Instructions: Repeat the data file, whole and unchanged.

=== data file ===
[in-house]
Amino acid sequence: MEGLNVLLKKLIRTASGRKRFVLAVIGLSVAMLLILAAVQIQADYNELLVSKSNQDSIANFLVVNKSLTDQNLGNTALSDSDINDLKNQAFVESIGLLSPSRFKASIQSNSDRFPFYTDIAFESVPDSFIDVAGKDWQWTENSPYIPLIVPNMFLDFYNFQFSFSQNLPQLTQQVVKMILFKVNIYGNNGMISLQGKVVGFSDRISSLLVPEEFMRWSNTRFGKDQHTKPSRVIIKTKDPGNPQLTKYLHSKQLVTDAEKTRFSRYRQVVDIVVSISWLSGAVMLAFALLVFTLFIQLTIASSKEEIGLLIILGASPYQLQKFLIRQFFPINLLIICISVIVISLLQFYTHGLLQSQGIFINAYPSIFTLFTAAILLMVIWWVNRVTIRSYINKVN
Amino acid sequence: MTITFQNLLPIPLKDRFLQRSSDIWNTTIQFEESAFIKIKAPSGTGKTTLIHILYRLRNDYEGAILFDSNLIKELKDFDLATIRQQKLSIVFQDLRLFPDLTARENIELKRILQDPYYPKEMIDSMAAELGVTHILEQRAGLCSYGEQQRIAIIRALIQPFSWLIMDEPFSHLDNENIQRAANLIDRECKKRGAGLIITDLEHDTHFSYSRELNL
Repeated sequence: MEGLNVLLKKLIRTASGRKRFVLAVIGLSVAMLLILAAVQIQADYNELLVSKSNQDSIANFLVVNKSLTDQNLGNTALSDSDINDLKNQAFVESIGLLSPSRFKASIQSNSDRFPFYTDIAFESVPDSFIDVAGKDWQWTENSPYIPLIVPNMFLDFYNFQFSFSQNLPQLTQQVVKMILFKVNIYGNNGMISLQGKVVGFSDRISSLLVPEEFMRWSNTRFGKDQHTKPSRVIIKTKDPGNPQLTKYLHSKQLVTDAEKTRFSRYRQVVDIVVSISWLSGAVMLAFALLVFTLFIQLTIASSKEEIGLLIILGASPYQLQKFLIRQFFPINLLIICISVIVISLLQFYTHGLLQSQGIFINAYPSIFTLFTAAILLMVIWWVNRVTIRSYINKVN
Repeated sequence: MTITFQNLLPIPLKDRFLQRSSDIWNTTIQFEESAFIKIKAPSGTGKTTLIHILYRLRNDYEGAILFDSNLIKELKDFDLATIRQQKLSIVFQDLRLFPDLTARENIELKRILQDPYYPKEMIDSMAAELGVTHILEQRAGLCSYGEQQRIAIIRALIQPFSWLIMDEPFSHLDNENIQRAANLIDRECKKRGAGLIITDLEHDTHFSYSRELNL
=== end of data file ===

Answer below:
[in-house]
Amino acid sequence: MEGLNVLLKKLIRTASGRKRFVLAVIGLSVAMLLILAAVQIQADYNELLVSKSNQDSIANFLVVNKSLTDQNLGNTALSDSDINDLKNQAFVESIGLLSPSRFKASIQSNSDRFPFYTDIAFESVPDSFIDVAGKDWQWTENSPYIPLIVPNMFLDFYNFQFSFSQNLPQLTQQVVKMILFKVNIYGNNGMISLQGKVVGFSDRISSLLVPEEFMRWSNTRFGKDQHTKPSRVIIKTKDPGNPQLTKYLHSKQLVTDAEKTRFSRYRQVVDIVVSISWLSGAVMLAFALLVFTLFIQLTIASSKEEIGLLIILGASPYQLQKFLIRQFFPINLLIICISVIVISLLQFYTHGLLQSQGIFINAYPSIFTLFTAAILLMVIWWVNRVTIRSYINKVN
Amino acid sequence: MTITFQNLLPIPLKDRFLQRSSDIWNTTIQFEESAFIKIKAPSGTGKTTLIHILYRLRNDYEGAILFDSNLIKELKDFDLATIRQQKLSIVFQDLRLFPDLTARENIELKRILQDPYYPKEMIDSMAAELGVTHILEQRAGLCSYGEQQRIAIIRALIQPFSWLIMDEPFSHLDNENIQRAANLIDRECKKRGAGLIITDLEHDTHFSYSRELNL
Repeated sequence: MEGLNVLLKKLIRTASGRKRFVLAVIGLSVAMLLILAAVQIQADYNELLVSKSNQDSIANFLVVNKSLTDQNLGNTALSDSDINDLKNQAFVESIGLLSPSRFKASIQSNSDRFPFYTDIAFESVPDSFIDVAGKDWQWTENSPYIPLIVPNMFLDFYNFQFSFSQNLPQLTQQVVKMILFKVNIYGNNGMISLQGKVVGFSDRISSLLVPEEFMRWSNTRFGKDQHTKPSRVIIKTKDPGNPQLTKYLHSKQLVTDAEKTRFSRYRQVVDIVVSISWLSGAVMLAFALLVFTLFIQLTIASSKEEIGLLIILGASPYQLQKFLIRQFFPINLLIICISVIVISLLQFYTHGLLQSQGIFINAYPSIFTLFTAAILLMVIWWVNRVTIRSYINKVN
Repeated sequence: MTITFQNLLPIPLKDRFLQRSSDIWNTTIQFEESAFIKIKAPSGTGKTTLIHILYRLRNDYEGAILFDSNLIKELKDFDLATIRQQKLSIVFQDLRLFPDLTARENIELKRILQDPYYPKEMIDSMAAELGVTHILEQRAGLCSYGEQQRIAIIRALIQPFSWLIMDEPFSHLDNENIQRAANLIDRECKKRGAGLIITDLEHDTHFSYSRELNL